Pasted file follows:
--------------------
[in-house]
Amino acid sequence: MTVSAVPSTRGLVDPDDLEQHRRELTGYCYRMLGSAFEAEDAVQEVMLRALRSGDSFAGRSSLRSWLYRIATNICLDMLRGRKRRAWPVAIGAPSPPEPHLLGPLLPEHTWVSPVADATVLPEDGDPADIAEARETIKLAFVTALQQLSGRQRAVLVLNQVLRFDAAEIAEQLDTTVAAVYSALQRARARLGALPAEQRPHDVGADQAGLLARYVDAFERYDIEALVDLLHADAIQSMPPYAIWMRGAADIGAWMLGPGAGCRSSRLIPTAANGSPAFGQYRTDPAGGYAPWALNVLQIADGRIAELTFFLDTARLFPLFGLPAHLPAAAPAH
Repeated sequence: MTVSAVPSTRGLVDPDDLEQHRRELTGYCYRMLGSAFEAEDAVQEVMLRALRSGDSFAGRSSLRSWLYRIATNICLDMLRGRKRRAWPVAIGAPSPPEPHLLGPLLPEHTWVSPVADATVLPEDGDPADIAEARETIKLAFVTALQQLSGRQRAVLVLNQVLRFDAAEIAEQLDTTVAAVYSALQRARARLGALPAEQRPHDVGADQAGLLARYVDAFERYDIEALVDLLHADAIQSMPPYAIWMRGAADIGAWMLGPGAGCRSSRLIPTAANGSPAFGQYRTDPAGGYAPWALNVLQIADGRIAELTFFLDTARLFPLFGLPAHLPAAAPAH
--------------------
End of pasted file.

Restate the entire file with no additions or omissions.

[in-house]
Amino acid sequence: MTVSAVPSTRGLVDPDDLEQHRRELTGYCYRMLGSAFEAEDAVQEVMLRALRSGDSFAGRSSLRSWLYRIATNICLDMLRGRKRRAWPVAIGAPSPPEPHLLGPLLPEHTWVSPVADATVLPEDGDPADIAEARETIKLAFVTALQQLSGRQRAVLVLNQVLRFDAAEIAEQLDTTVAAVYSALQRARARLGALPAEQRPHDVGADQAGLLARYVDAFERYDIEALVDLLHADAIQSMPPYAIWMRGAADIGAWMLGPGAGCRSSRLIPTAANGSPAFGQYRTDPAGGYAPWALNVLQIADGRIAELTFFLDTARLFPLFGLPAHLPAAAPAH
Repeated sequence: MTVSAVPSTRGLVDPDDLEQHRRELTGYCYRMLGSAFEAEDAVQEVMLRALRSGDSFAGRSSLRSWLYRIATNICLDMLRGRKRRAWPVAIGAPSPPEPHLLGPLLPEHTWVSPVADATVLPEDGDPADIAEARETIKLAFVTALQQLSGRQRAVLVLNQVLRFDAAEIAEQLDTTVAAVYSALQRARARLGALPAEQRPHDVGADQAGLLARYVDAFERYDIEALVDLLHADAIQSMPPYAIWMRGAADIGAWMLGPGAGCRSSRLIPTAANGSPAFGQYRTDPAGGYAPWALNVLQIADGRIAELTFFLDTARLFPLFGLPAHLPAAAPAH